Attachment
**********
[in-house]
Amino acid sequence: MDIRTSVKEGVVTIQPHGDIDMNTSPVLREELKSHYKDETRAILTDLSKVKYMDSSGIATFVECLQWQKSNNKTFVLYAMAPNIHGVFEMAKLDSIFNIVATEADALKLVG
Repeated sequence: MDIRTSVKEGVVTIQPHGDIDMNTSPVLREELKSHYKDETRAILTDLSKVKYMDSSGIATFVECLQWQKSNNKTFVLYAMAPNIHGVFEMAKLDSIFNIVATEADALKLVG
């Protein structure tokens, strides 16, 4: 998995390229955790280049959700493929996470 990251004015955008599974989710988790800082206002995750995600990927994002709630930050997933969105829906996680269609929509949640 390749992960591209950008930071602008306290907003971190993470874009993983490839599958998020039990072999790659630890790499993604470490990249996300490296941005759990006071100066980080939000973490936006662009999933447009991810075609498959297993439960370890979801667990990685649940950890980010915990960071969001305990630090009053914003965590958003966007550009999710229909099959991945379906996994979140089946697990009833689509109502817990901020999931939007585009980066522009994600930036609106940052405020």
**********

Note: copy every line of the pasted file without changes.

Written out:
[in-house]
Amino acid sequence: MDIRTSVKEGVVTIQPHGDIDMNTSPVLREELKSHYKDETRAILTDLSKVKYMDSSGIATFVECLQWQKSNNKTFVLYAMAPNIHGVFEMAKLDSIFNIVATEADALKLVG
Repeated sequence: MDIRTSVKEGVVTIQPHGDIDMNTSPVLREELKSHYKDETRAILTDLSKVKYMDSSGIATFVECLQWQKSNNKTFVLYAMAPNIHGVFEMAKLDSIFNIVATEADALKLVG
């Protein structure tokens, strides 16, 4: 998995390229955790280049959700493929996470 990251004015955008599974989710988790800082206002995750995600990927994002709630930050997933969105829906996680269609929509949640 390749992960591209950008930071602008306290907003971190993470874009993983490839599958998020039990072999790659630890790499993604470490990249996300490296941005759990006071100066980080939000973490936006662009999933447009991810075609498959297993439960370890979801667990990685649940950890980010915990960071969001305990630090009053914003965590958003966007550009999710229909099959991945379906996994979140089946697990009833689509109502817990901020999931939007585009980066522009994600930036609106940052405020």